Last year, in London, I have seen, a superb retrospective of Bhupen Khakar the Indian painter who died in 2003. I was fascinated. Khakar was a modest art professor who lived in Baroda who spent his time giving classes, visiting friends, walking aroud the city, feeding a gigantic alligator kept captive by one of his fellows. I was deeply intrigued by his paintings that are at once naif and highly sophisticated, blurring the boundaries between intimacy and public life. The subject matter of Khakhar´s art work is male homosociability and homoeroticism in the lived world of Indian common men. This extraneous universe is both trangressive of gender norms and devoid of female bodies. Colonial and post colonial imprints were also traceable in the paintings and biographical notes and citations peppered across the exhibition. One of them was a brief description of the loneliness Khakar saw and experienced in British public male spaces during the period when he lived in England.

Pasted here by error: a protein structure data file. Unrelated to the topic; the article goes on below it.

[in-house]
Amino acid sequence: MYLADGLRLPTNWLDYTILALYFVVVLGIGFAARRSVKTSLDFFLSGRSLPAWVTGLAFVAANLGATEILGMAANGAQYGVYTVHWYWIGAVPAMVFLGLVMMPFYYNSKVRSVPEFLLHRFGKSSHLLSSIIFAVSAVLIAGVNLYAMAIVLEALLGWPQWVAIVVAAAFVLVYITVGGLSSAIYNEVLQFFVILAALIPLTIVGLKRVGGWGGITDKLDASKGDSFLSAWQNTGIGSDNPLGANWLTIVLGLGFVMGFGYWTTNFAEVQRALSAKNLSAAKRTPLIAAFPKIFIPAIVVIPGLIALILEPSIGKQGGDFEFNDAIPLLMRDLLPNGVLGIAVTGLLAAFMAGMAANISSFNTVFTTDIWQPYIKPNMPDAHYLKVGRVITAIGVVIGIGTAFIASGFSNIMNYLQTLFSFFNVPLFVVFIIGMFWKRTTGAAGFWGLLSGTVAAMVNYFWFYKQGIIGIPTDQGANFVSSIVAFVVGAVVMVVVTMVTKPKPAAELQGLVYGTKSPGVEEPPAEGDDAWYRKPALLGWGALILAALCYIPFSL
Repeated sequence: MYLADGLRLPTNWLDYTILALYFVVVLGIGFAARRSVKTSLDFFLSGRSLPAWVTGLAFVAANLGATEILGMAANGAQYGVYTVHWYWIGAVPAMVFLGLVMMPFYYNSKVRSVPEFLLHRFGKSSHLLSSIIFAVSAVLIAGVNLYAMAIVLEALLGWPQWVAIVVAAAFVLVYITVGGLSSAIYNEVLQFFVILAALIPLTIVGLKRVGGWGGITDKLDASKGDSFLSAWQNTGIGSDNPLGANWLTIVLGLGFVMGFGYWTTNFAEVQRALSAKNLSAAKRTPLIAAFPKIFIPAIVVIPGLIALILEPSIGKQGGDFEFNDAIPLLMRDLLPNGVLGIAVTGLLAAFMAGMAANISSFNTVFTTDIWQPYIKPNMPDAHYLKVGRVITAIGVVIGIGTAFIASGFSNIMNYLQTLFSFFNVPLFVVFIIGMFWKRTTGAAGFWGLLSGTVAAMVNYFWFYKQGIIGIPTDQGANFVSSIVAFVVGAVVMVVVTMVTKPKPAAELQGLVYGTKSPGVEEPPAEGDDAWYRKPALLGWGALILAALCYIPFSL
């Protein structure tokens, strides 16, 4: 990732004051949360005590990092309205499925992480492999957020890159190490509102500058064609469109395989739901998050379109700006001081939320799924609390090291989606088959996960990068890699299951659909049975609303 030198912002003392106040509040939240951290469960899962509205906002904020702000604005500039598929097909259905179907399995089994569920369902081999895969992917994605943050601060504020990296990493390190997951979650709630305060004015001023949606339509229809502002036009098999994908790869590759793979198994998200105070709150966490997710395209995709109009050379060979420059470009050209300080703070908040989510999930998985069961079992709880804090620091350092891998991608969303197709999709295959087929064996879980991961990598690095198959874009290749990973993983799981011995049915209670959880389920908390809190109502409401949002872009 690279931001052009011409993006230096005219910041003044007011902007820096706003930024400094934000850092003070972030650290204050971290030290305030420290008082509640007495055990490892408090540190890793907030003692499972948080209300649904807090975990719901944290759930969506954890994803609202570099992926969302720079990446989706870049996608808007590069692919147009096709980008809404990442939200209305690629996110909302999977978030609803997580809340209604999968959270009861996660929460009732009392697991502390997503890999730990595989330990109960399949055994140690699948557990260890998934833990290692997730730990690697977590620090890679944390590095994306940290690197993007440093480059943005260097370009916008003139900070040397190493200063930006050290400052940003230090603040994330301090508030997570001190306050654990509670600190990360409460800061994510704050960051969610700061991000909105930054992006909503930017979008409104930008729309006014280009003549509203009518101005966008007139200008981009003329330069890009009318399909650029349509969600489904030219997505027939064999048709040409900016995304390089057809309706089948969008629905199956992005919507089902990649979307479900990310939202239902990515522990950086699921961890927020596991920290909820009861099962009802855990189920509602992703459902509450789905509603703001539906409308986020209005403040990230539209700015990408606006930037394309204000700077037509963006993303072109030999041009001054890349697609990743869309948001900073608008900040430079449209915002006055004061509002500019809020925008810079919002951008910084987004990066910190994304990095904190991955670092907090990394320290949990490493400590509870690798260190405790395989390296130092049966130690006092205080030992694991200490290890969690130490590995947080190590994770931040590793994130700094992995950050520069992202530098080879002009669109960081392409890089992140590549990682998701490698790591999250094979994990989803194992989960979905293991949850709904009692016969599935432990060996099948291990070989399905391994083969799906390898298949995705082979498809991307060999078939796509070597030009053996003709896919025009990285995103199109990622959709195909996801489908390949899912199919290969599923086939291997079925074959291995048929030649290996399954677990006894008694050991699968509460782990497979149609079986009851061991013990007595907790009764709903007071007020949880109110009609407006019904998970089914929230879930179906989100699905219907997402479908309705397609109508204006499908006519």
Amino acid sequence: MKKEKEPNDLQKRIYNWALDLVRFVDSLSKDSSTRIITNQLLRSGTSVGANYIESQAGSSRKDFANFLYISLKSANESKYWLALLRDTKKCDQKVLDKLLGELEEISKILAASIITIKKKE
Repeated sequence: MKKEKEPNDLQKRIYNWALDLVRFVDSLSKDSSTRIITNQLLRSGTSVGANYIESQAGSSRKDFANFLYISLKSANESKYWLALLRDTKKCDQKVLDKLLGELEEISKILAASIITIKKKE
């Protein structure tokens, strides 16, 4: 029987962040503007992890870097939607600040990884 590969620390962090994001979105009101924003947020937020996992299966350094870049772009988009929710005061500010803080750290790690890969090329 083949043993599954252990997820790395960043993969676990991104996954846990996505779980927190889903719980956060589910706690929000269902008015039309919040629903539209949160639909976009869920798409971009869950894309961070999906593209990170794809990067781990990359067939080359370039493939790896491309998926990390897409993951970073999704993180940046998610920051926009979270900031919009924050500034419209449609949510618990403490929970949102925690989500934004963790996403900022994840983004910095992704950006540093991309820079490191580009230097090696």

The revisiting of Article 377 of Penal Code case by the Indian Supreme Court emerged as good pretext to feature Khakhar´s art work in SPW July 2018 announcement. If nothing else, because colorful and sad landscapes he painted are evokative of desires and practices that are both pervasive and interdicted.
To learn more about Bhupen Khakhar